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Ice Pendulum Project
The ice pendulum is a live event and sculpture that recreates Léon Foucault's famous 1851 Panthéon pendulum demonstration with a bob of melting ice. While constituting over half the earth's body of water in frozen form, ice is in a constant state of change. It is a material that is always on the verge of being in one form or another, and in recent years melting polar ice has become a profound part of an increasing global consciousness of fragility.
This performance piece refers to the effects of shifting dispersions of water on the earth's axial precession, which are slowing of the speed of the planet's rotation, to make each day fractionally longer. When the ice starts to melt, the object loses its form, shifting our perception of planetary motion, similar to 1851, when Foucault astounded Parisians with his demonstration of the gravitational rotation of the earth, which simultaneously swung the French public to seal Louis-Napoléon Bonaparte's grasp to power.
The pendulum still has more secrets to share today. As it flows through space, swinging back and forth, the pendulum seems to progress through a path, moving around in a loop like the world on its axis, in a flow which some philosophers have called the 'course of time'. Four centuries ago Galileo Galilei explained the reasons why we do not feel the earth's motion, saying it was due to the law of inertia: without any resistance we will continue in a given trajectory, so our experience of the pull of gravity is similar to its pull on the earth. Like a girl on the swing spinning within the world, we are dizzied by the sensation. But this is another illusion. The pendulum's place on its course is always the same, and we are the ones that turn around the demonstration.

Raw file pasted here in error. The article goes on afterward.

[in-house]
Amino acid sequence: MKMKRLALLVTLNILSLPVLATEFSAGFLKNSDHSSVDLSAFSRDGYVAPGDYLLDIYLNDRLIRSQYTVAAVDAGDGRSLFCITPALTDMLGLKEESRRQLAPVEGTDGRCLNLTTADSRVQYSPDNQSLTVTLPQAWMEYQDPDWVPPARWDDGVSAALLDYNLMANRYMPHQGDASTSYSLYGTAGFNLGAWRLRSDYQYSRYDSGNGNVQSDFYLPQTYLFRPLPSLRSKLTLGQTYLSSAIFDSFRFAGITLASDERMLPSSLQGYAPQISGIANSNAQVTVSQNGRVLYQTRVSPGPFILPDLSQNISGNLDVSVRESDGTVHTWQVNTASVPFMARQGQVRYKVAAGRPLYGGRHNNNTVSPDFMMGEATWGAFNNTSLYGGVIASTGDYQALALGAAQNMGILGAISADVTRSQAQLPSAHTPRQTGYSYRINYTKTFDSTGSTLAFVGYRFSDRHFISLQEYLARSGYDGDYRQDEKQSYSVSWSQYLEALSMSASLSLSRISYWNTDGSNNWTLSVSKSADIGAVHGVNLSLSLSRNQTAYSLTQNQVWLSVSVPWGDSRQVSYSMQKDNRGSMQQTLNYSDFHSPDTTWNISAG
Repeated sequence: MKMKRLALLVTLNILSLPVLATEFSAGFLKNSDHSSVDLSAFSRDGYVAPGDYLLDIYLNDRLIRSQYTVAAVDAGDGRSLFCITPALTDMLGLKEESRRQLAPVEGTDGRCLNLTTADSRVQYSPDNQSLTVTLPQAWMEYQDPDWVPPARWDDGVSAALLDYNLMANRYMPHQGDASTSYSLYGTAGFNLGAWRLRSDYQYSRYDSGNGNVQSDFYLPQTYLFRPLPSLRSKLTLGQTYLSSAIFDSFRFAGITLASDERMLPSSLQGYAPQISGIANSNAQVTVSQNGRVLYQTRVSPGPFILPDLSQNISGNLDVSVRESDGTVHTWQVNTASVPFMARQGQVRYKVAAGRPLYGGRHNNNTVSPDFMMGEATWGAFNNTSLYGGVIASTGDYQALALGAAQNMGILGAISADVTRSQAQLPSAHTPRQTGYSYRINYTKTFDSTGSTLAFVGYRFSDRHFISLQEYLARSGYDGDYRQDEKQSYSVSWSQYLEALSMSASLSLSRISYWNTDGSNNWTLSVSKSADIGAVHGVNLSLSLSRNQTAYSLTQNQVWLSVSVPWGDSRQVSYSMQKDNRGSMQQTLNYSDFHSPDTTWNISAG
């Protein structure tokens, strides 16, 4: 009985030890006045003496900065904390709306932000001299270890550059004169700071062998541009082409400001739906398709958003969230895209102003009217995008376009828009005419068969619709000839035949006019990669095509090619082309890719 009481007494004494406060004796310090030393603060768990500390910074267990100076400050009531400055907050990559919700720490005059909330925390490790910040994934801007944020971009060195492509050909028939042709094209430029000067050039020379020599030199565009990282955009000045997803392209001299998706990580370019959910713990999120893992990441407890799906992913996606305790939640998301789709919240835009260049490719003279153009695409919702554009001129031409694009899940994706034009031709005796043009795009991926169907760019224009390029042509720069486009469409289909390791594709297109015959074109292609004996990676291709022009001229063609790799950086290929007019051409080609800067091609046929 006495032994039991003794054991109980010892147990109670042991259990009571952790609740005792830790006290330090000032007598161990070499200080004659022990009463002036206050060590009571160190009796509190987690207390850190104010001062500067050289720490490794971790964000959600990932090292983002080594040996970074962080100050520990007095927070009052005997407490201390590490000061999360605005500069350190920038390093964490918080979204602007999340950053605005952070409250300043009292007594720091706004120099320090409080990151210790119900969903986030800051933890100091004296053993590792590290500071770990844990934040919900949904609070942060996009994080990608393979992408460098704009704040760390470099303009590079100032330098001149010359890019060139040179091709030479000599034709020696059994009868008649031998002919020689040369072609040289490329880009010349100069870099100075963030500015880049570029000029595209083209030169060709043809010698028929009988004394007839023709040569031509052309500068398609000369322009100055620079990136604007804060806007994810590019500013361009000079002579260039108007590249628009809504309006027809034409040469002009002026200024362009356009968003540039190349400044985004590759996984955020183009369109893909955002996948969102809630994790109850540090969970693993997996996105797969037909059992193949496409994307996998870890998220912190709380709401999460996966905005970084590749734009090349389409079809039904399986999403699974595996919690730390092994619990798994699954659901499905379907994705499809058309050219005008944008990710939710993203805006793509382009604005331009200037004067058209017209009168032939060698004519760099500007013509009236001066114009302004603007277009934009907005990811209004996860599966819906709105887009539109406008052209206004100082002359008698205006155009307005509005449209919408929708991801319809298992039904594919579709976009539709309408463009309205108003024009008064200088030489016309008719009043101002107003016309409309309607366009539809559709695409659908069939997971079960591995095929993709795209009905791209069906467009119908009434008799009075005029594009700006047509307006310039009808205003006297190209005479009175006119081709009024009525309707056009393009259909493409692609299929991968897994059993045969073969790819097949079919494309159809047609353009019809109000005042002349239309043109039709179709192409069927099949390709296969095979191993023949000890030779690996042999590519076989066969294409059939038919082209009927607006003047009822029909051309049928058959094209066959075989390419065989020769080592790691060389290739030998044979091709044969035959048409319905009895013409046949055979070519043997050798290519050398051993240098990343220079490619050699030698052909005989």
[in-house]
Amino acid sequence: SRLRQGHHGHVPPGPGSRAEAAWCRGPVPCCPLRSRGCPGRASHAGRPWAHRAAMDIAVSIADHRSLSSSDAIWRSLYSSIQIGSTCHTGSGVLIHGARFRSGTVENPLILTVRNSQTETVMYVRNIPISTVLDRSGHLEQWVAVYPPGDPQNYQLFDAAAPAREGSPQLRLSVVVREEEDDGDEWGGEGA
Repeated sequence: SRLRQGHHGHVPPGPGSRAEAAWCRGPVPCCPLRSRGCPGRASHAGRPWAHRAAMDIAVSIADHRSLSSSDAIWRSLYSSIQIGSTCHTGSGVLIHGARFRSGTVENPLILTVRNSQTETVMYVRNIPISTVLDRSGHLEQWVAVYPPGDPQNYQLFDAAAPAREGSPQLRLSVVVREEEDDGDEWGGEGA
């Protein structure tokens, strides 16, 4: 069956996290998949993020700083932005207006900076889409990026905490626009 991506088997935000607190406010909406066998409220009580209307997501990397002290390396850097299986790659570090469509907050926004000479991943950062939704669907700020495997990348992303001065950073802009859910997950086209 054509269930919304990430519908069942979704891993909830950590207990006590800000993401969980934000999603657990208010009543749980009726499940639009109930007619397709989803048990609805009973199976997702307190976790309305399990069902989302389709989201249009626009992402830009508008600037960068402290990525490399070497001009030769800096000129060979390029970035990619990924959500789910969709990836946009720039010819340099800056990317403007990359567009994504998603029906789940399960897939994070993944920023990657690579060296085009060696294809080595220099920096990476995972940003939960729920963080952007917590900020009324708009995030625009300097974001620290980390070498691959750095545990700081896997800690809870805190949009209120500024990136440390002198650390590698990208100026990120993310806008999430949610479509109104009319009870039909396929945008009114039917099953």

The other radical evidence of temporal phenomena, the 'arrow of time' is also still at play in this enchanting object. In the melting pendulum of ice we confront constant material change. This 'decreating' substance is in stark contrast to the illusion of the apparently impermeable brass bob. Normally an unchanging solid, the frozen ball is now an obvious subject of the laws of thermodynamics, which decree that changes of matter are keyed into a cause-driven direction: for ice once melted can never return to how it was. To speak of decreation is to describe how loss feeds into another form and thus, in this generative role provides the probability of the future because of the arrowed quality of change.
The third aspect of time that we confront in the ice pendulum is its representation of global melting polar masses. Researchers are indicating that the shifting dispersion of water due to climate change is causing an exponential drag due to the gravitational pull of the moon on the tides that is slowing the precession of the earth on its axis and thus the velocity of the earth's rotation, adding to the length of each solar day, beyond the earth's current slowing rate of rotation of about 2.3 milliseconds per day per calendar year.
It is not easy to get ourselves out of the time to which we are accustomed. Much of the measures in use today remainl abstract. We are still embedded in a convenient fiction, unable to distinguish the method of counting moments instead of seeing how we pass through them. How can we revolutionise this way of perceiving ourselves in time?